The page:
Document Type

Article

Publication Date

2012

Department

Philosophy and Religion

Abstract

Most images of yetis in Western popular culture and scholarly literature portray them as secular, predatory monsters. These representations overlook important religious dimensions of yetis that are hidden in the current literature, so I take a new look at yetis in Tibetan religions in order to clarify our understanding of these legendary creatures. Following a phenomenological approach that sets aside the issue of the ontological existence of yetis, I examine texts, art, ritual, and folklore in order to propose four yeti personal ideal types: the Buddhist practitioner, the human religious ally, the friendly yeti, and the mountain deity yeti. These ideal types enhance earlier scholarship by demonstrating that yetis may appear in friendly as well as dangerous guises, may play religious roles even when they are not venerated, and may embody numinosity even when they are most fearsome.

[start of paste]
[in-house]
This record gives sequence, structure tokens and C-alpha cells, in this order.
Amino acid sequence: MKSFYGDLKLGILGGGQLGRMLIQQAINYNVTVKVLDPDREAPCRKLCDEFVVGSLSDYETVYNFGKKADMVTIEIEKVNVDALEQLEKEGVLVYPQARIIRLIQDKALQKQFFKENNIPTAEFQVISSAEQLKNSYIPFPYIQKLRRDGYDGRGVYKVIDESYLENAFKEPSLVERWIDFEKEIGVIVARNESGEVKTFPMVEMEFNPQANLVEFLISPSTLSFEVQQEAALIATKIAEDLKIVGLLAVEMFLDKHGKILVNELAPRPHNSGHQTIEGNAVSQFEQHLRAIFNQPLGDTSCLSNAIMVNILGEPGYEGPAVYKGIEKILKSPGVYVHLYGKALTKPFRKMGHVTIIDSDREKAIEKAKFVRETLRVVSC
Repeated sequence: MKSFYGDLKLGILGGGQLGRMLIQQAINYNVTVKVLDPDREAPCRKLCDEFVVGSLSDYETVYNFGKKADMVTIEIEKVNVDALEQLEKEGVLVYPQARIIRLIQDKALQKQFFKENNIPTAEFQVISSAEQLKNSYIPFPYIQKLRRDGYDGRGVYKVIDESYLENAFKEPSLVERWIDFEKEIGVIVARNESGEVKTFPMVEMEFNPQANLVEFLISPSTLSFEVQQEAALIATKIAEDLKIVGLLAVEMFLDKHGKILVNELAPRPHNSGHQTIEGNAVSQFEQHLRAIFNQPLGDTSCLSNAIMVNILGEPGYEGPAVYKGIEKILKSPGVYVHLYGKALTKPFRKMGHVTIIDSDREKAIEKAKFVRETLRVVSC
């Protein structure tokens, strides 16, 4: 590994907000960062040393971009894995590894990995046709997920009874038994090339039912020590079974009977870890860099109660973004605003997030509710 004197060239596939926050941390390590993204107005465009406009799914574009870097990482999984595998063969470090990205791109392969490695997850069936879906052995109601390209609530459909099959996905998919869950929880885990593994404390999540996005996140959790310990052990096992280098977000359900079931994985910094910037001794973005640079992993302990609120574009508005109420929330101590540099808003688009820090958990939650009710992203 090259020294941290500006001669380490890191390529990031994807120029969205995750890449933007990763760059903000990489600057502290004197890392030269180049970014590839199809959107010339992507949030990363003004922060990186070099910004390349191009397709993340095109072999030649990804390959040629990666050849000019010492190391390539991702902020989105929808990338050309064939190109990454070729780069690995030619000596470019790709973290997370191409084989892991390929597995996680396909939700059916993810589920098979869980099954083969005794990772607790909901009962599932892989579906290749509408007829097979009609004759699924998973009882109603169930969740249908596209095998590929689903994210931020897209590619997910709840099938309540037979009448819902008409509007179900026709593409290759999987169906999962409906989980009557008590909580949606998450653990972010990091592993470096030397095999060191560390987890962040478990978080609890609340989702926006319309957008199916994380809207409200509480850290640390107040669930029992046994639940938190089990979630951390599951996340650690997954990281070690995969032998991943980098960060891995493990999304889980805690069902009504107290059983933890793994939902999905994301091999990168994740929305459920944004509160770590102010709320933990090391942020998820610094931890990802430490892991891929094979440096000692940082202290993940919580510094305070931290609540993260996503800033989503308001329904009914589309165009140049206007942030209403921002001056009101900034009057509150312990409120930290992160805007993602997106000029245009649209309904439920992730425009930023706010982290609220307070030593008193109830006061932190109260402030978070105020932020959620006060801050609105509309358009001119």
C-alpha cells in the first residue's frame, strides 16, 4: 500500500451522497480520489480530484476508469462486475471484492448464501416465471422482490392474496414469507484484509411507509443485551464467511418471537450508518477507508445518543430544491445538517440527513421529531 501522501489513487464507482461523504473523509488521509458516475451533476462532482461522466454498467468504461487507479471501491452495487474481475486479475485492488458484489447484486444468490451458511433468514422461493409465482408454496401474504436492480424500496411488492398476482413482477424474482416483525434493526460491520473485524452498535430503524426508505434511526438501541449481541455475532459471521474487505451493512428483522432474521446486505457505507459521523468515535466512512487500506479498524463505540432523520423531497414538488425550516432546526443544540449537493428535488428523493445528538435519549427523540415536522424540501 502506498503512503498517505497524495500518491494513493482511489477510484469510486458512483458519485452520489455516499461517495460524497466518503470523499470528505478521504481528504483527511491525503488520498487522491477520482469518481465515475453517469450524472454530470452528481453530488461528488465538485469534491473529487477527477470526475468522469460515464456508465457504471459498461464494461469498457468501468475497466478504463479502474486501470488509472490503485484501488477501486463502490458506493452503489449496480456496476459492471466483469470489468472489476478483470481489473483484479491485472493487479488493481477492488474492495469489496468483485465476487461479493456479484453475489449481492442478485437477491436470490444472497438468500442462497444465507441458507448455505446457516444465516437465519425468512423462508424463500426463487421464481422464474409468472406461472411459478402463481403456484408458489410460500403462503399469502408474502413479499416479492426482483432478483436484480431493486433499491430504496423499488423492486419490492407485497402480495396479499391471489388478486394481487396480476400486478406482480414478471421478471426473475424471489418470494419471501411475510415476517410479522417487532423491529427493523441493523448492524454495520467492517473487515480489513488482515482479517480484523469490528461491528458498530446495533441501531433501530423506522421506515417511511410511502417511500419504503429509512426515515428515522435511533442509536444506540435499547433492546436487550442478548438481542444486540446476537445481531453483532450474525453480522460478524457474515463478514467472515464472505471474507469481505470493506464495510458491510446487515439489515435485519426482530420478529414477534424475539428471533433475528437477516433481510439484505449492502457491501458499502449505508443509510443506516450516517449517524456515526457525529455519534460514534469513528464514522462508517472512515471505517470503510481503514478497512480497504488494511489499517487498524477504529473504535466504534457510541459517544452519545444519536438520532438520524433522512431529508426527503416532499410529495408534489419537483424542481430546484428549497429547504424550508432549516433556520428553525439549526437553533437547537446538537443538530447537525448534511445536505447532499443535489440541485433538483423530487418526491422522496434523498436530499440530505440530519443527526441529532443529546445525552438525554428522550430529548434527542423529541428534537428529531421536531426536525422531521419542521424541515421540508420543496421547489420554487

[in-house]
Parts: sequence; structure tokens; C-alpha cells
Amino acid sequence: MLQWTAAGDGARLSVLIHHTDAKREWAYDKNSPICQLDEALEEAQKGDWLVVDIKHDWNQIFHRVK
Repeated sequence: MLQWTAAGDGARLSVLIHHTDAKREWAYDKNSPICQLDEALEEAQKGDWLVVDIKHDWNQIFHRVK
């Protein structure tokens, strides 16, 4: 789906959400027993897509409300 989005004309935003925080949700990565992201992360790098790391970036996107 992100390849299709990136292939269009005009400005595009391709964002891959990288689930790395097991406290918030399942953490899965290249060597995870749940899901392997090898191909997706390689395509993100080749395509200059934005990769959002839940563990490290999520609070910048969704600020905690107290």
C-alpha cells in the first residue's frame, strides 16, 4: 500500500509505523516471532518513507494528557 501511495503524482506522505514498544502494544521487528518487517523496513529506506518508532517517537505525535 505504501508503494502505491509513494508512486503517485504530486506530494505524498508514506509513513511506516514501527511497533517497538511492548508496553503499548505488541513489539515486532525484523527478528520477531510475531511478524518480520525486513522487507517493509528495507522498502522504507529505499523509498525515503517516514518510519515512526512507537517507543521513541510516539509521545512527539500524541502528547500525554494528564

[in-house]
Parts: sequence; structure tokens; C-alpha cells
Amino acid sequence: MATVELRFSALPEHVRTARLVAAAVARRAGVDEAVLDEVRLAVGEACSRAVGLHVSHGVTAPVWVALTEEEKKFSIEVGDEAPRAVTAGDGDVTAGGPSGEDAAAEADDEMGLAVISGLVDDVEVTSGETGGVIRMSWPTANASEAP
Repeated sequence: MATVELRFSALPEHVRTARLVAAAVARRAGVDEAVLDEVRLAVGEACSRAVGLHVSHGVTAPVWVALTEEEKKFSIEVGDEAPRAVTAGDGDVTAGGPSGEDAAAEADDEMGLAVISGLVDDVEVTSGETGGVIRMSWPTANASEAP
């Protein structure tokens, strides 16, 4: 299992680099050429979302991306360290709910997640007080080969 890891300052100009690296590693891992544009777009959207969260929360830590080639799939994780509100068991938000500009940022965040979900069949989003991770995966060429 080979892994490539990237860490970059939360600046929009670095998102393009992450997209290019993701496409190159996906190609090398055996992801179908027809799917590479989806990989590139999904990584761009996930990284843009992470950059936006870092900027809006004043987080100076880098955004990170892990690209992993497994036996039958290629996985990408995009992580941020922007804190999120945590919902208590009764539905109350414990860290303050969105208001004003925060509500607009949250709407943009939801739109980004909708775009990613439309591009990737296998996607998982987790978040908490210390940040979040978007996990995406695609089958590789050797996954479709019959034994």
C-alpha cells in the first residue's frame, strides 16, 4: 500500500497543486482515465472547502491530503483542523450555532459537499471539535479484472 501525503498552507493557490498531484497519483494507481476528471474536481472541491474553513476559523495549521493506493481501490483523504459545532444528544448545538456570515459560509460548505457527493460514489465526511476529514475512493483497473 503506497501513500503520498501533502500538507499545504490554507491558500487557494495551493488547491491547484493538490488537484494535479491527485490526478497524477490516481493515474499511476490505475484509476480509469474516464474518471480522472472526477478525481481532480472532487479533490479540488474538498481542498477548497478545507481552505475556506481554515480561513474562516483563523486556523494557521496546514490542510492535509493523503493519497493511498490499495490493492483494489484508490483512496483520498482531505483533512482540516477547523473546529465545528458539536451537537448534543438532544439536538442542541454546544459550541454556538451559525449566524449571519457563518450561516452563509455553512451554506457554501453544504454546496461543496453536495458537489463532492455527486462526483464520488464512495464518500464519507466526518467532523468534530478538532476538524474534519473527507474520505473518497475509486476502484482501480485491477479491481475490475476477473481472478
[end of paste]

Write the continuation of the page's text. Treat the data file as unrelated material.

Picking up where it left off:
Publication Title

Journal for the Study of Religion, Nature, and Culture

Volume

6

Issue

1

First Page

71

Last Page

87